Check out the Youtube trailer/making of CommuniTree

About CommuniTree:

On the surface we look like individuals, but hidden below, like the roots of the great Quaking Aspen trees, we’re connected. In the same way a family has a family tree, our community has a CommuniTree. On a family tree, each branch represents a person. On a CommuniTree, individuals are connected by our roots of shared values and collective ideas. Our connections take form in our collaborations, the music we make together, our trust in one another, and in the seeds of love that we continuously plant.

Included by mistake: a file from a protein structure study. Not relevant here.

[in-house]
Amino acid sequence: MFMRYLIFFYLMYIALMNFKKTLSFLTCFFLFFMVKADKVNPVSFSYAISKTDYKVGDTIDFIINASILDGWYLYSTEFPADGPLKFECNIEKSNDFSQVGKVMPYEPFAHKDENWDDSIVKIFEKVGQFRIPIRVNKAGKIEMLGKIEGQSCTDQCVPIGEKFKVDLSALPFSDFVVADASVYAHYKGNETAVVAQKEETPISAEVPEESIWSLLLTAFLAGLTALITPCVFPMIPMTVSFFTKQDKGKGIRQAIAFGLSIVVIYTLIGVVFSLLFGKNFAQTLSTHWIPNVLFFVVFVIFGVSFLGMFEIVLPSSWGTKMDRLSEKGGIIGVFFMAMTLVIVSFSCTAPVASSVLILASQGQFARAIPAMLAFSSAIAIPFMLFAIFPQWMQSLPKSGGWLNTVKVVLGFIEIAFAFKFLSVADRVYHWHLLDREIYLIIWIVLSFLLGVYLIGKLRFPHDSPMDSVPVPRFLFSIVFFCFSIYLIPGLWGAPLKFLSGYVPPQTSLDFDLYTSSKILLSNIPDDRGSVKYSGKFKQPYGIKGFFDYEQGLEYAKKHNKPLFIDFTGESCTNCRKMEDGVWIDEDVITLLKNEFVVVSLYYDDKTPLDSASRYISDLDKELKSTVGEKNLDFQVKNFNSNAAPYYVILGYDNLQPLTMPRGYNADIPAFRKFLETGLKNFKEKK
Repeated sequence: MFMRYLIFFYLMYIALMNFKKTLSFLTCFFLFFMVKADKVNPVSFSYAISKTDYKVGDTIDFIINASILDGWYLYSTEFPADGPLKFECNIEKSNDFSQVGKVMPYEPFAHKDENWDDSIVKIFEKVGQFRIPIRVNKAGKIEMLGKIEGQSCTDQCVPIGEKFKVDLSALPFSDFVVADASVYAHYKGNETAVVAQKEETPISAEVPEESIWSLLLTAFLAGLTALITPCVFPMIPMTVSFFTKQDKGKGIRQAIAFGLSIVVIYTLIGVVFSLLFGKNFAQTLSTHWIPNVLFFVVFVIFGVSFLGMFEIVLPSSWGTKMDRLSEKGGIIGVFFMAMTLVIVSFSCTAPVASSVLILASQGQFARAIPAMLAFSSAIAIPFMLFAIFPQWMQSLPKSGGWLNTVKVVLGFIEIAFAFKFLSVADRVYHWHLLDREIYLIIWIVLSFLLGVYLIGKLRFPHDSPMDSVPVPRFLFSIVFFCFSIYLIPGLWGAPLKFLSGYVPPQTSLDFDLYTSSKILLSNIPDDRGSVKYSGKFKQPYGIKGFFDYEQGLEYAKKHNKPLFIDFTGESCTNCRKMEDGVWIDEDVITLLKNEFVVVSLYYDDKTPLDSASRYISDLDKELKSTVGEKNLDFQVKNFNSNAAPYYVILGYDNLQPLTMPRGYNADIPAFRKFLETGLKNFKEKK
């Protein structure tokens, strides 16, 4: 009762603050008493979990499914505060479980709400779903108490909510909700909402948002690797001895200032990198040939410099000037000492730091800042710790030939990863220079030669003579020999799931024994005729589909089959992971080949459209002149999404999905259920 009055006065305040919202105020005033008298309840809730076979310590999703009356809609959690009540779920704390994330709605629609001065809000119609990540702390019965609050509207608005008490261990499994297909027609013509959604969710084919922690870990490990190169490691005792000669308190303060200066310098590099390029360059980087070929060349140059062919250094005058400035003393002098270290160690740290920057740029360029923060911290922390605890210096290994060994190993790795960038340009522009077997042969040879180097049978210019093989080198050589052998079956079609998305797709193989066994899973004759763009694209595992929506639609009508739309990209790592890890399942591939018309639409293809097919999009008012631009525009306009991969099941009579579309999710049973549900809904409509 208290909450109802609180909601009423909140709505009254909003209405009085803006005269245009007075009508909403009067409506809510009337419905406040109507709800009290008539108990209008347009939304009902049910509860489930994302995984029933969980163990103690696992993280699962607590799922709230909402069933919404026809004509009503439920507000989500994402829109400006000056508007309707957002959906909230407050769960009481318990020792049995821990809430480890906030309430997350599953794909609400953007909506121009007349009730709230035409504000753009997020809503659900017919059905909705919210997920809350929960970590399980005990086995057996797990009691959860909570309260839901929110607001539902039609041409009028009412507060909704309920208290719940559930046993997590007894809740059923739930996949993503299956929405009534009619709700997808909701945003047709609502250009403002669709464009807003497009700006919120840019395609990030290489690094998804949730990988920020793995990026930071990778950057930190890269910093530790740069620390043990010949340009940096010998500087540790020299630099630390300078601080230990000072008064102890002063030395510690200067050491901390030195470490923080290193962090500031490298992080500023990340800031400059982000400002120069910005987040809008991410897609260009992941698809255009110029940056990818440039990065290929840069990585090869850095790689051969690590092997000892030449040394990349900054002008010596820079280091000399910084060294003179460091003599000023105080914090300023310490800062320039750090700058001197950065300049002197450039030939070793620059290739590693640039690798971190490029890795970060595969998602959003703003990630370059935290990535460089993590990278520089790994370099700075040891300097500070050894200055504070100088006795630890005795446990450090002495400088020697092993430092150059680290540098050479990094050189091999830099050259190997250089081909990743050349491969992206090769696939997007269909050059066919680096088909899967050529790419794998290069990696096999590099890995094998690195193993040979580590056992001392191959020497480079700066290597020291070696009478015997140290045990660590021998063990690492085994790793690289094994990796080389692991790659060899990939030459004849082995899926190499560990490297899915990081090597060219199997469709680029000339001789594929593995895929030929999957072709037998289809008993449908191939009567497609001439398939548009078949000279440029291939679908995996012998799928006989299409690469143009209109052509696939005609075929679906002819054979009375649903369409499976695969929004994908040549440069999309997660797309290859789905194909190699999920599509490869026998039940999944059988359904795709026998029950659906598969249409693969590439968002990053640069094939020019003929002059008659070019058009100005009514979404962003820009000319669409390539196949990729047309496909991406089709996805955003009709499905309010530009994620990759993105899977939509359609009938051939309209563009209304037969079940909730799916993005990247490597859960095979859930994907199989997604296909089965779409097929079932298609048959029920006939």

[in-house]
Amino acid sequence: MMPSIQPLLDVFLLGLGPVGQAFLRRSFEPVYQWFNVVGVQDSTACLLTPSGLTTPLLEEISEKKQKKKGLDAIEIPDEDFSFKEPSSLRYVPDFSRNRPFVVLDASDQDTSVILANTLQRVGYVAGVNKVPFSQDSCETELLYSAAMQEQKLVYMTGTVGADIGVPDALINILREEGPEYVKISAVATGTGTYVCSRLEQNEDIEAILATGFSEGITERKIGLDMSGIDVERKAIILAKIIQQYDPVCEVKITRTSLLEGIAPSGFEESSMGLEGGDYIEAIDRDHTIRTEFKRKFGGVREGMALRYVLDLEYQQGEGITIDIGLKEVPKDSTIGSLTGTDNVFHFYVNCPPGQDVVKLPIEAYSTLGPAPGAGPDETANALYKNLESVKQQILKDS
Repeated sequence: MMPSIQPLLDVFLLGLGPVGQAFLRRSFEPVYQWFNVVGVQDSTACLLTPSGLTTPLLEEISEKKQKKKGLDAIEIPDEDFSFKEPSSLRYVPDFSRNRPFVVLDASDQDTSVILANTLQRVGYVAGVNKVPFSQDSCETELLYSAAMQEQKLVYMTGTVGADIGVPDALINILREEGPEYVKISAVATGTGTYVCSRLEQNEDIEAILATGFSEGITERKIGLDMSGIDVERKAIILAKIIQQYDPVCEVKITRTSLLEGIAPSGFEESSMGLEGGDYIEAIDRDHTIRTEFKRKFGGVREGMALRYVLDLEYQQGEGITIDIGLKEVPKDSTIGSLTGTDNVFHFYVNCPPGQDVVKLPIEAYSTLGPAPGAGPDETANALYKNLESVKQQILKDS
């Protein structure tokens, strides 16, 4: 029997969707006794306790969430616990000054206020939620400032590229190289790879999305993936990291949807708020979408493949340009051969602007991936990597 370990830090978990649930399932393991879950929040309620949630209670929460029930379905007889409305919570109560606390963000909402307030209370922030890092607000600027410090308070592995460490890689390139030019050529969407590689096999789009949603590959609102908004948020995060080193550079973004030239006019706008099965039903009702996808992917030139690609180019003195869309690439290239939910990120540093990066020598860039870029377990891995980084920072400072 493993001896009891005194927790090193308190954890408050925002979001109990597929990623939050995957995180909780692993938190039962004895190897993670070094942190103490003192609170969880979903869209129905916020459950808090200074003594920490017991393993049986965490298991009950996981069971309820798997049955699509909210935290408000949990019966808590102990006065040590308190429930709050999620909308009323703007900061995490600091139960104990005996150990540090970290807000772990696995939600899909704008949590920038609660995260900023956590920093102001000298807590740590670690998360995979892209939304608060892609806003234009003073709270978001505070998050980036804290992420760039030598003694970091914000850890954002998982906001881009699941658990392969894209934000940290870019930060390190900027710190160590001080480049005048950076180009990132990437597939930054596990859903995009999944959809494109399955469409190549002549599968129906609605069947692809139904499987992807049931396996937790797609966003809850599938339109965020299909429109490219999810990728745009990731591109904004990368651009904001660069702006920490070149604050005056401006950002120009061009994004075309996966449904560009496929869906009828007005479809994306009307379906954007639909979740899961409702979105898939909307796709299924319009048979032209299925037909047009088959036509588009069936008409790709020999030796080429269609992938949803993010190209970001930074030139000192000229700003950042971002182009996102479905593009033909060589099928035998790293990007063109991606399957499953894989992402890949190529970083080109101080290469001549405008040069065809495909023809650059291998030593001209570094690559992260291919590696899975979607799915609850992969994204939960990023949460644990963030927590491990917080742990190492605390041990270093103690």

About the project:

CommuniTree was created in collaboration with 686 students (K4 – 8th grade) from Dover School and Tippecano School for the Arts & Humanities, during a time when these two separate schools were merging together to form Milwaukee Parkside School for the Arts. In an effort to take an active role in building their new school, students worked with artist and author Andrea Skyberg to develop a children’s picture book about community.